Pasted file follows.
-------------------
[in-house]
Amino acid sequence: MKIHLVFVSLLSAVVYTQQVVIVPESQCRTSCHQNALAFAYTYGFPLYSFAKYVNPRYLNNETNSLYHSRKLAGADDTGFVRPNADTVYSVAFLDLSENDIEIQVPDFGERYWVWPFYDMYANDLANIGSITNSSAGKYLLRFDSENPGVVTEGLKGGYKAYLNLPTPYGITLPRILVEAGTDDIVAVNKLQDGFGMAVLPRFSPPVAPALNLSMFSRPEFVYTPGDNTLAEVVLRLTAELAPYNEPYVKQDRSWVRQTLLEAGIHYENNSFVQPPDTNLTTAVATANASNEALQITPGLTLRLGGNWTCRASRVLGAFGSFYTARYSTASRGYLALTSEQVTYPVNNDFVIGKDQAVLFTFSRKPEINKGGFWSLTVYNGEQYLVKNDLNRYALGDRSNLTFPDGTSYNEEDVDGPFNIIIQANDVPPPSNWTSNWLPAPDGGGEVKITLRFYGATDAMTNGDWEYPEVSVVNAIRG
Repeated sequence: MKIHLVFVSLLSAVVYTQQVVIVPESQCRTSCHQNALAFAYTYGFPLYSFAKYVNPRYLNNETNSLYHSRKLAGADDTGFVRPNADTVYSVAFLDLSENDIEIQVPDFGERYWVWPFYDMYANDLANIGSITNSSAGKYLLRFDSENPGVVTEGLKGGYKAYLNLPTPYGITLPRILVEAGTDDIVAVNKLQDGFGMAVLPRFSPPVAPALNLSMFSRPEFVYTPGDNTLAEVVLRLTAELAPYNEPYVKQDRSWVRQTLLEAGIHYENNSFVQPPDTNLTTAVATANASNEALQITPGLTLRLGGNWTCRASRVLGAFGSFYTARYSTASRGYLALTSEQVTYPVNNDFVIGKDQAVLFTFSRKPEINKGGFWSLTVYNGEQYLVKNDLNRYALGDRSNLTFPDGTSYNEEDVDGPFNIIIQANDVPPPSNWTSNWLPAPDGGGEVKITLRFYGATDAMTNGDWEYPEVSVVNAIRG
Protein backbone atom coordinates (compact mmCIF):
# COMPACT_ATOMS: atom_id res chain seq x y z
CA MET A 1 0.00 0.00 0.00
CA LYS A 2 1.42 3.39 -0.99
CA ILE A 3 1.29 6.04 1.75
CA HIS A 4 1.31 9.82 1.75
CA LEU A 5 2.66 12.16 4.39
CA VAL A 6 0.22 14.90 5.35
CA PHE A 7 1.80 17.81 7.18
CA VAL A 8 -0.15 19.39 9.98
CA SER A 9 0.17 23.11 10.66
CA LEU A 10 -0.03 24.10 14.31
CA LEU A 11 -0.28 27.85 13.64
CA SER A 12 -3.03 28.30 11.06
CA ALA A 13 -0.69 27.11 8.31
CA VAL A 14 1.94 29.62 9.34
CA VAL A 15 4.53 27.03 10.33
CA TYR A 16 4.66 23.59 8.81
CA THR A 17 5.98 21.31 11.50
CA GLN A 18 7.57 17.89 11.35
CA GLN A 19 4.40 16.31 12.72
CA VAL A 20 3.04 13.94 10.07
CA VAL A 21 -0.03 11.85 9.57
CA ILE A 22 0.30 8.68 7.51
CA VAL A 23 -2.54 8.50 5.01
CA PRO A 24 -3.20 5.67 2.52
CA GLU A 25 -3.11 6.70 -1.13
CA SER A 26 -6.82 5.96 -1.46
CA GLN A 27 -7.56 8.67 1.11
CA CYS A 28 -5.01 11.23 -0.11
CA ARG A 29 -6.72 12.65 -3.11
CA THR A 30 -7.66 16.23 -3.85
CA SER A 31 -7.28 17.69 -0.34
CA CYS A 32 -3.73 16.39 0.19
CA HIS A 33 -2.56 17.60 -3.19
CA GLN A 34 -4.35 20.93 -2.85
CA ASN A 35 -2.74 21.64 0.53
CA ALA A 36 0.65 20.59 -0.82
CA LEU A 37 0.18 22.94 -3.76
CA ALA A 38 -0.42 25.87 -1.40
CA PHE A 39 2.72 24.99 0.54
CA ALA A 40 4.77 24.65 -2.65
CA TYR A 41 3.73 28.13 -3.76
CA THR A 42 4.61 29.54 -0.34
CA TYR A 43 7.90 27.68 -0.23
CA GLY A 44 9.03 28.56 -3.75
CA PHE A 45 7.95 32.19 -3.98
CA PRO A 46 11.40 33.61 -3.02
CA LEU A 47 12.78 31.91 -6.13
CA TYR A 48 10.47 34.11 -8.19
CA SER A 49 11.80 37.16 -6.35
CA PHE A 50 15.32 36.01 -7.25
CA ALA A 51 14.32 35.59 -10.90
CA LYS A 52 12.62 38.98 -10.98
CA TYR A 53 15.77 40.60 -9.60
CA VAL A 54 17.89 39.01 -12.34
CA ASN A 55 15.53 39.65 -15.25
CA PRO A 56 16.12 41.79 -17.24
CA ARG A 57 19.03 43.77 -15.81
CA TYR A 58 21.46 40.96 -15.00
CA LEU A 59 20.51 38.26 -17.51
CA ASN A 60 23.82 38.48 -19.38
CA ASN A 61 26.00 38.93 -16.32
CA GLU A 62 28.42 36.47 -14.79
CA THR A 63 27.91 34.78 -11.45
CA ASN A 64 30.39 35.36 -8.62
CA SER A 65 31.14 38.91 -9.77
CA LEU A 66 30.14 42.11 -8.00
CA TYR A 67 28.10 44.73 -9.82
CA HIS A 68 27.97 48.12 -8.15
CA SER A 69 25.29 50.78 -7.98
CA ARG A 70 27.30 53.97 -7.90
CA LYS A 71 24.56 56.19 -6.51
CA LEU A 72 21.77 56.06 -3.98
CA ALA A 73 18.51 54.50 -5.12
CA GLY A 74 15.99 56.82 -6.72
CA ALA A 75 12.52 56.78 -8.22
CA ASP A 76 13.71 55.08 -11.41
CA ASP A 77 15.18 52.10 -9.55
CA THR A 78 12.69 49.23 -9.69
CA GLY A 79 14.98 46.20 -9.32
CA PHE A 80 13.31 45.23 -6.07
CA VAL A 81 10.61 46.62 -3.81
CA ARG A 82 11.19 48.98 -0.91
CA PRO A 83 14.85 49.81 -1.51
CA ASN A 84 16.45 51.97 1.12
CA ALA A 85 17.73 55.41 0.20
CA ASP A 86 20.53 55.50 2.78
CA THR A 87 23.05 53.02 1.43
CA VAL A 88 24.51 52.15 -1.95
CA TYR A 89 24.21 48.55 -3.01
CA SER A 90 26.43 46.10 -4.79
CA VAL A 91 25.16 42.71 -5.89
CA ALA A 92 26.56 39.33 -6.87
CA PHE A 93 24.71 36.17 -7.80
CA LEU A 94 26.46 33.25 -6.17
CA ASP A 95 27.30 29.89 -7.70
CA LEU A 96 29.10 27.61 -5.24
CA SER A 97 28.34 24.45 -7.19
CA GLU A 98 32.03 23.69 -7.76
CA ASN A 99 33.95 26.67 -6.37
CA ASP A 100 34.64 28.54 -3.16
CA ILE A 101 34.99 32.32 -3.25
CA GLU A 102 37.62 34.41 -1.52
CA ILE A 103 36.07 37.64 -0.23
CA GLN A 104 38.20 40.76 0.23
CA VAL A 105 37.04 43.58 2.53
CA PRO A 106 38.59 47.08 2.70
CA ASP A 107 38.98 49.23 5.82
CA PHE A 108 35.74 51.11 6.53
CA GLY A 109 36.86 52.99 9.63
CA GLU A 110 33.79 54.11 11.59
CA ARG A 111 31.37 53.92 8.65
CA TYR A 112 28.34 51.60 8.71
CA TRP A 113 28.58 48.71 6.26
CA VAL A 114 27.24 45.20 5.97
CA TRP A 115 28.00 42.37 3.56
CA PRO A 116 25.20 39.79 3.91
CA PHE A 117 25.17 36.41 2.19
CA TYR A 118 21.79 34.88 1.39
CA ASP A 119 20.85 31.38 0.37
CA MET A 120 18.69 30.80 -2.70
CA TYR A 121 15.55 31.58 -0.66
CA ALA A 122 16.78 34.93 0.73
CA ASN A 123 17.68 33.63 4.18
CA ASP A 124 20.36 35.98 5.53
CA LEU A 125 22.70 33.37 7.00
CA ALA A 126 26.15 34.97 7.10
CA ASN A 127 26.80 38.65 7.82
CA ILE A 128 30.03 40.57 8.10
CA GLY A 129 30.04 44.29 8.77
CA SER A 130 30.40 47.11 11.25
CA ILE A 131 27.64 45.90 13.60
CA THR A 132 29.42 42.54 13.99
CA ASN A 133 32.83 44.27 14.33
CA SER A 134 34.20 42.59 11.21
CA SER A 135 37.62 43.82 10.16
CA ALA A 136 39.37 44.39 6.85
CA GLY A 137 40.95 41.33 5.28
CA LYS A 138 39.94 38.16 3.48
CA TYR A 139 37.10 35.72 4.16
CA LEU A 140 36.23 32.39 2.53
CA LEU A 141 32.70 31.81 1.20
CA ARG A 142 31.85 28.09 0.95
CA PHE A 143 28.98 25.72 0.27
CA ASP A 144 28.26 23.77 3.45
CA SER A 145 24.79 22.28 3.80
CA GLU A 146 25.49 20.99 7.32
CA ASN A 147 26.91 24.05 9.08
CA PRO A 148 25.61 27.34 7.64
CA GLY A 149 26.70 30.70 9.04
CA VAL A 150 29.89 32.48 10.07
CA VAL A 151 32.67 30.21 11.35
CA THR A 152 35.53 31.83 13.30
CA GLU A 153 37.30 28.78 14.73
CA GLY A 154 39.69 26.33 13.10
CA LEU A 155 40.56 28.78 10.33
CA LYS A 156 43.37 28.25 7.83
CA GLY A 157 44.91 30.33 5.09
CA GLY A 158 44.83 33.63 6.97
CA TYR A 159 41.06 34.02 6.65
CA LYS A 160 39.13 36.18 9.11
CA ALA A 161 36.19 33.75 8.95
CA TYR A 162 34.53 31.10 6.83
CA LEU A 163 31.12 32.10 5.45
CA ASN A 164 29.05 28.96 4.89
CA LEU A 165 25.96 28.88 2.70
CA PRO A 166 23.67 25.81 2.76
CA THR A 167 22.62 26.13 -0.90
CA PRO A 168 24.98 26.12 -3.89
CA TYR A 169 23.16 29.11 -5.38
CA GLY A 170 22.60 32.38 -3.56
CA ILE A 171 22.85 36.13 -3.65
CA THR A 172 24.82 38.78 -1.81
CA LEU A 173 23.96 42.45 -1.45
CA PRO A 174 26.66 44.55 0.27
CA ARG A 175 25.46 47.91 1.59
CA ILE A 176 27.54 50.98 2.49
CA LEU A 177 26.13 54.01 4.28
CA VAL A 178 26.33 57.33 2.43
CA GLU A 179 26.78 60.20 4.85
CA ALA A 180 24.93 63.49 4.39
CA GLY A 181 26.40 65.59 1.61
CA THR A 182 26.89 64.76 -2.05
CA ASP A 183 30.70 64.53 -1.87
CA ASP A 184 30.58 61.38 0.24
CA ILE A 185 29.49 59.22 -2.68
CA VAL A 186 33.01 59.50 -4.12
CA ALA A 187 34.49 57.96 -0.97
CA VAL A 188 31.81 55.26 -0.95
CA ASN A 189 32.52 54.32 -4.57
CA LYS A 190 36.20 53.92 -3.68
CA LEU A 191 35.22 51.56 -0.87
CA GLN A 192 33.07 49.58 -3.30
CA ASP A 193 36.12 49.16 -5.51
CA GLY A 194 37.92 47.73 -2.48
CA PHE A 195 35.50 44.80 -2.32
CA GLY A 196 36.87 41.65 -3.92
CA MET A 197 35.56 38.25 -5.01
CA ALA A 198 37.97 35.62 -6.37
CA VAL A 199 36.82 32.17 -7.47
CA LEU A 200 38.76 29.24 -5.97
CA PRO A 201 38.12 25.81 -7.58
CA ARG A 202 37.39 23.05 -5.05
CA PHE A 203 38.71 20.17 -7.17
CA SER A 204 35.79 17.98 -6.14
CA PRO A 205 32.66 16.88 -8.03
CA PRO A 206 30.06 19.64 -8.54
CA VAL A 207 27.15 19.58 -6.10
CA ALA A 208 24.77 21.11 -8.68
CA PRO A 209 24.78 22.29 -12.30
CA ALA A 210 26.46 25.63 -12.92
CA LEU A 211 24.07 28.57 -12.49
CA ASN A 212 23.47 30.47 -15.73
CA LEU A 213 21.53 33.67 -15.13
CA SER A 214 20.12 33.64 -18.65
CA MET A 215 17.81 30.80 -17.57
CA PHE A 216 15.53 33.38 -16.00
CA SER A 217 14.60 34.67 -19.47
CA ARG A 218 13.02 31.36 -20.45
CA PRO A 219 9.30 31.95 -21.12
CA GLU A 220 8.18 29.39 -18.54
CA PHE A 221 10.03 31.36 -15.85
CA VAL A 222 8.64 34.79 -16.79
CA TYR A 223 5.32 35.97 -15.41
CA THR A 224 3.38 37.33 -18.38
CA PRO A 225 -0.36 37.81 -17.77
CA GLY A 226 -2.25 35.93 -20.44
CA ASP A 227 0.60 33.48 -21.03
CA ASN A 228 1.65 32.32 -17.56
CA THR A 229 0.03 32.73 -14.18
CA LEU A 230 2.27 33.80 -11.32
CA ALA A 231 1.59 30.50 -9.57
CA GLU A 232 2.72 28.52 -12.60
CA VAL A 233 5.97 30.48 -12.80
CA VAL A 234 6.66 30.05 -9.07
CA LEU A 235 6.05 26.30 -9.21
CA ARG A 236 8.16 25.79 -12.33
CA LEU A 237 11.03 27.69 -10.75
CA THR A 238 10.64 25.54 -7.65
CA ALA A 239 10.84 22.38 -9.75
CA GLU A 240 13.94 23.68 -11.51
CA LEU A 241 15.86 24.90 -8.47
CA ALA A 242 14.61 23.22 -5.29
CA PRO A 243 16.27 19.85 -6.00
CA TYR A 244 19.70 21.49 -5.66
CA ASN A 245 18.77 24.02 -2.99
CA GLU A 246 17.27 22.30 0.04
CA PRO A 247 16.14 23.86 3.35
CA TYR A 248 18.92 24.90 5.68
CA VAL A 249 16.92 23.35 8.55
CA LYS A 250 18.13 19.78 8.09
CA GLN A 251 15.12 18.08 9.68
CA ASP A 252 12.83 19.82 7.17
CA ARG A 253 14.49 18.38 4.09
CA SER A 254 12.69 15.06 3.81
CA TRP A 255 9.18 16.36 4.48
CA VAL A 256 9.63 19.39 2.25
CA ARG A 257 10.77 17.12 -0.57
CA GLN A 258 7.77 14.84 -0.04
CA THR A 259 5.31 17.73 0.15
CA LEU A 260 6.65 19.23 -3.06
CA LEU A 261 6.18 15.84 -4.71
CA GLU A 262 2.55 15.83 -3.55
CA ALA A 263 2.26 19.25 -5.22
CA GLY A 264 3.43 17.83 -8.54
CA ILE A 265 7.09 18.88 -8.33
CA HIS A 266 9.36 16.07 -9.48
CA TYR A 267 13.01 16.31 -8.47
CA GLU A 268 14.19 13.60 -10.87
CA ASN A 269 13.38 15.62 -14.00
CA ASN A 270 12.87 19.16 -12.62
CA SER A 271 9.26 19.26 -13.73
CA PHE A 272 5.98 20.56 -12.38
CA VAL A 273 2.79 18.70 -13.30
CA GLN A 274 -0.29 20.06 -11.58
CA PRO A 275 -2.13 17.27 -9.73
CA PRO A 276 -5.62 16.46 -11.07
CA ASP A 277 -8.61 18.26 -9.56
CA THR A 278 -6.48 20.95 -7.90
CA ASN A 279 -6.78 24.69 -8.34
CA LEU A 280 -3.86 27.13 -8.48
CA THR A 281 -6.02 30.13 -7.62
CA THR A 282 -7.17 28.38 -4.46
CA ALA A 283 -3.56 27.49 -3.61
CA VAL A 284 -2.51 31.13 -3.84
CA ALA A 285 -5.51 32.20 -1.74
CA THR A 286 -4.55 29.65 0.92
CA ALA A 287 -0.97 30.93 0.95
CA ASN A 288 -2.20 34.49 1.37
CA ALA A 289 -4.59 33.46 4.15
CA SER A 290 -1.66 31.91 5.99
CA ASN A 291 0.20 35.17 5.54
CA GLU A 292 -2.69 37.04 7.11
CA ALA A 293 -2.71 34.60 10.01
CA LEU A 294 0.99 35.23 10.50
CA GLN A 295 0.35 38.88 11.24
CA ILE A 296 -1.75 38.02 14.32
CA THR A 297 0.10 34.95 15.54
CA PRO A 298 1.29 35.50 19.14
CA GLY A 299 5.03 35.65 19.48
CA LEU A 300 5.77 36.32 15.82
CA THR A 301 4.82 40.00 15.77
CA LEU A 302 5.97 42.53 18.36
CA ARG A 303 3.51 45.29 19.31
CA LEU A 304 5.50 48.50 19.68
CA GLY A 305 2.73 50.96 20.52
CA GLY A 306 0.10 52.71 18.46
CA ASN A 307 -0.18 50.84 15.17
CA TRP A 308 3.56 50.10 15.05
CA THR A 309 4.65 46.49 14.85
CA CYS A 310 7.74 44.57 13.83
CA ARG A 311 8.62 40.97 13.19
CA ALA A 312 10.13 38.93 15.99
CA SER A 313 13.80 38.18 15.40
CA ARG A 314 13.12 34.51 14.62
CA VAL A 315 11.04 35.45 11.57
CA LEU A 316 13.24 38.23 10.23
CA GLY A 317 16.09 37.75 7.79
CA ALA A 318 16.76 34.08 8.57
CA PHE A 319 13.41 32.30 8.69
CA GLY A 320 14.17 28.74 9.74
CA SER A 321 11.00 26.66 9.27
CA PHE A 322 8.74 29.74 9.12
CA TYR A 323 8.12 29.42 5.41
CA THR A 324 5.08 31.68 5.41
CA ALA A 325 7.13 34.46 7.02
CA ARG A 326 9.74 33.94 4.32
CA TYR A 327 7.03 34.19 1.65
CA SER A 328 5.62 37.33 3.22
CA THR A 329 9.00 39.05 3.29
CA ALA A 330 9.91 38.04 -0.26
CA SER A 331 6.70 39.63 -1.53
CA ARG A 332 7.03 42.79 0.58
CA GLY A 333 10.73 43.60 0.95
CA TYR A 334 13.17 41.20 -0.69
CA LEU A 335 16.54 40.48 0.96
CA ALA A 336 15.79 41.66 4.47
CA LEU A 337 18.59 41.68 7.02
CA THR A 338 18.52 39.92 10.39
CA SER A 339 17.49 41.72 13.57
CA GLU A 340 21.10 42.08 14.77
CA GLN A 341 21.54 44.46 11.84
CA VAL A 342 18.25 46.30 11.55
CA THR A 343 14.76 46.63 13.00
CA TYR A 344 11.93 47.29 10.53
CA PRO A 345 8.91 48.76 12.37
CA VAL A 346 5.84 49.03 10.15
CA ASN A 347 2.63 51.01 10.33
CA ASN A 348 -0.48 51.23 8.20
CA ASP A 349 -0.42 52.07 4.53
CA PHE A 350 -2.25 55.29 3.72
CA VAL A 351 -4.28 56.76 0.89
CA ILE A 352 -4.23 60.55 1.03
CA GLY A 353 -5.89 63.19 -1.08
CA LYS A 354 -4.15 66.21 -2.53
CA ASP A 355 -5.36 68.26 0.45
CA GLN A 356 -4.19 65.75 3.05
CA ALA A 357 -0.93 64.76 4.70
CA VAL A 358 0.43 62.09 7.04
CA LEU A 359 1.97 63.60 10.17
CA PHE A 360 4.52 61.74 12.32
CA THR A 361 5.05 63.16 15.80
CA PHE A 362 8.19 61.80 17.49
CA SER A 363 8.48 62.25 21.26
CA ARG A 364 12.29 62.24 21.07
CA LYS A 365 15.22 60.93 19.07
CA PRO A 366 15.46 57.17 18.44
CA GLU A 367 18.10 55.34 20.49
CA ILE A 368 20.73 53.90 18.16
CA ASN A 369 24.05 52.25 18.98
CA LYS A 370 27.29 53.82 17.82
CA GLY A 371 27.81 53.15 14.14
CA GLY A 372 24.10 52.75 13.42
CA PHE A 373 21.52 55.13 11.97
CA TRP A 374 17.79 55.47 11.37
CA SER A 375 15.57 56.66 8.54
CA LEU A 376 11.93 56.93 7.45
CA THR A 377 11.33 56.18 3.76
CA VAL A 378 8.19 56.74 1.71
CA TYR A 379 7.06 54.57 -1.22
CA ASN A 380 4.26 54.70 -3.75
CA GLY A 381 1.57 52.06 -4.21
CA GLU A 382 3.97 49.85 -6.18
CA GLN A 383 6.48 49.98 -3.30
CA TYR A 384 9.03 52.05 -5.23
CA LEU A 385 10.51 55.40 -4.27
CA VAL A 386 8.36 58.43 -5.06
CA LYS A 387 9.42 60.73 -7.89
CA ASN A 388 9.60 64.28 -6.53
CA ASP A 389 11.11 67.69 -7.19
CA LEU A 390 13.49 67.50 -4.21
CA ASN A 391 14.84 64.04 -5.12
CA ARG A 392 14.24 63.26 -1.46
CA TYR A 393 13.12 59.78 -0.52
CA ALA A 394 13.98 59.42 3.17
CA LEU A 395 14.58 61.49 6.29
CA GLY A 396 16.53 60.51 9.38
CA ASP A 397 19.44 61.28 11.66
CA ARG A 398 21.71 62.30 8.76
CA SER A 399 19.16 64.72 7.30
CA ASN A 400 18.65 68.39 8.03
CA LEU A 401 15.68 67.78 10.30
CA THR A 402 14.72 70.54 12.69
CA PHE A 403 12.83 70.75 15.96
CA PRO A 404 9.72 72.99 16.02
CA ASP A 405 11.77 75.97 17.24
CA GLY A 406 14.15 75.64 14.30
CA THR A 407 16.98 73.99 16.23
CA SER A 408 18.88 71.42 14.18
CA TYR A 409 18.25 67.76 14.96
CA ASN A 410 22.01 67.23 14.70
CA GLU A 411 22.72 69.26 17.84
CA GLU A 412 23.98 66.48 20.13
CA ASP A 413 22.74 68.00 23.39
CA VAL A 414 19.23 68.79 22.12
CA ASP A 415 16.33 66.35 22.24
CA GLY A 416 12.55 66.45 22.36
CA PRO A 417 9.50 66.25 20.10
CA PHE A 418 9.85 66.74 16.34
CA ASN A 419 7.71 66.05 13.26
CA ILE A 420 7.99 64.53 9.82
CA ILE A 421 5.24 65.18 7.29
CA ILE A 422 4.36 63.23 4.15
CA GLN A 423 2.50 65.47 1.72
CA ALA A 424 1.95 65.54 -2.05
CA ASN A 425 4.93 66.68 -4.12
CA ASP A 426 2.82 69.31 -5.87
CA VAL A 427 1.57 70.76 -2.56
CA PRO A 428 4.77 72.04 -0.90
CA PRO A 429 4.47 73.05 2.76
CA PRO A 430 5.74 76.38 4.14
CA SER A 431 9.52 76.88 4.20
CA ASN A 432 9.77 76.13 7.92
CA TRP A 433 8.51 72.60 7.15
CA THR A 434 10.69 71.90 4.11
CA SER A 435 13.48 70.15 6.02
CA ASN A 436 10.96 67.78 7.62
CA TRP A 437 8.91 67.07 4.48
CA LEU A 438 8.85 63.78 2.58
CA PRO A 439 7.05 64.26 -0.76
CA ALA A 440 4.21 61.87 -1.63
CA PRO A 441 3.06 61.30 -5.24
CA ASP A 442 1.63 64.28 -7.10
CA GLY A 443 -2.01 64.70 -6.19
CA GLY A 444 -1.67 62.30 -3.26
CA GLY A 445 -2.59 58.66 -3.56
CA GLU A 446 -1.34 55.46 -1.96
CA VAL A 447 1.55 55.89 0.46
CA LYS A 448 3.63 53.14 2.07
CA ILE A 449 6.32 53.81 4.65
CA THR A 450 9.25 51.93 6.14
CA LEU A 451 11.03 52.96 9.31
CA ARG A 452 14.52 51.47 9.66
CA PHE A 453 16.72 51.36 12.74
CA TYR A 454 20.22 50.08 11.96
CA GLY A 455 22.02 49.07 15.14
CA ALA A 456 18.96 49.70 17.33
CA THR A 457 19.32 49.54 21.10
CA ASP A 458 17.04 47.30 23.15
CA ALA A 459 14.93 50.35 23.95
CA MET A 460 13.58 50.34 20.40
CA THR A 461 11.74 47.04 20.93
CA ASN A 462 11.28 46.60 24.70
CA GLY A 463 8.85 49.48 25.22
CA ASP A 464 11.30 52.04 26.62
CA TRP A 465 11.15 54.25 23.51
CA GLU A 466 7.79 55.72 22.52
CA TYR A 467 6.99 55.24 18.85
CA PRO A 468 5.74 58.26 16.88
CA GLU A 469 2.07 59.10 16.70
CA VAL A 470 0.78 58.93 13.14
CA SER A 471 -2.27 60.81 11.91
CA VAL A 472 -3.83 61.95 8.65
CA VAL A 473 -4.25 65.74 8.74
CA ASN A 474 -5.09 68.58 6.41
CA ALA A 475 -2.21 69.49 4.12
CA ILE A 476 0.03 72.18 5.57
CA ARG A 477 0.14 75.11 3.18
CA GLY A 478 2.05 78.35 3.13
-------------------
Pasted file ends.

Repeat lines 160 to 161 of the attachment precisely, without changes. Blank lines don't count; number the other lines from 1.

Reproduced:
CA LEU A 155 40.56 28.78 10.33
CA LYS A 156 43.37 28.25 7.83